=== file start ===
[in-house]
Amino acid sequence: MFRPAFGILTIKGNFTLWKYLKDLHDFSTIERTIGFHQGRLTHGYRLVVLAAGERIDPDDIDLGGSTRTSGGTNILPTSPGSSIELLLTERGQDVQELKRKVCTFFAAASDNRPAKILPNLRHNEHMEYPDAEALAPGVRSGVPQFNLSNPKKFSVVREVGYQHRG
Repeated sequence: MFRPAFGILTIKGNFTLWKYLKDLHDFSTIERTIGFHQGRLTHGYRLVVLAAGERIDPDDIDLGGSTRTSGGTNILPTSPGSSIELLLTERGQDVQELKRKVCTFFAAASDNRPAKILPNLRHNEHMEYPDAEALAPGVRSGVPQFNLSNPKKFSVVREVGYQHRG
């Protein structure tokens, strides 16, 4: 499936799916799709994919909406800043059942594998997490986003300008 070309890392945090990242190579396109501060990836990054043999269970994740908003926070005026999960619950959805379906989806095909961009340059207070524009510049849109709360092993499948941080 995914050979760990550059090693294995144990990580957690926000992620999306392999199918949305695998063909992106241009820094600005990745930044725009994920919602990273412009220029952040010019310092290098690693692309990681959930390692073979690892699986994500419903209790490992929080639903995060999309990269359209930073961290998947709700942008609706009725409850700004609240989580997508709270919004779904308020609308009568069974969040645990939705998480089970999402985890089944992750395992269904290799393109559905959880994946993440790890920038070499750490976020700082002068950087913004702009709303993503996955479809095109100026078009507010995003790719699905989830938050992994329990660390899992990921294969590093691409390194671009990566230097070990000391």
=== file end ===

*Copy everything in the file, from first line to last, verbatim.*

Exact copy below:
[in-house]
Amino acid sequence: MFRPAFGILTIKGNFTLWKYLKDLHDFSTIERTIGFHQGRLTHGYRLVVLAAGERIDPDDIDLGGSTRTSGGTNILPTSPGSSIELLLTERGQDVQELKRKVCTFFAAASDNRPAKILPNLRHNEHMEYPDAEALAPGVRSGVPQFNLSNPKKFSVVREVGYQHRG
Repeated sequence: MFRPAFGILTIKGNFTLWKYLKDLHDFSTIERTIGFHQGRLTHGYRLVVLAAGERIDPDDIDLGGSTRTSGGTNILPTSPGSSIELLLTERGQDVQELKRKVCTFFAAASDNRPAKILPNLRHNEHMEYPDAEALAPGVRSGVPQFNLSNPKKFSVVREVGYQHRG
């Protein structure tokens, strides 16, 4: 499936799916799709994919909406800043059942594998997490986003300008 070309890392945090990242190579396109501060990836990054043999269970994740908003926070005026999960619950959805379906989806095909961009340059207070524009510049849109709360092993499948941080 995914050979760990550059090693294995144990990580957690926000992620999306392999199918949305695998063909992106241009820094600005990745930044725009994920919602990273412009220029952040010019310092290098690693692309990681959930390692073979690892699986994500419903209790490992929080639903995060999309990269359209930073961290998947709700942008609706009725409850700004609240989580997508709270919004779904308020609308009568069974969040645990939705998480089970999402985890089944992750395992269904290799393109559905959880994946993440790890920038070499750490976020700082002068950087913004702009709303993503996955479809095109100026078009507010995003790719699905989830938050992994329990660390899992990921294969590093691409390194671009990566230097070990000391």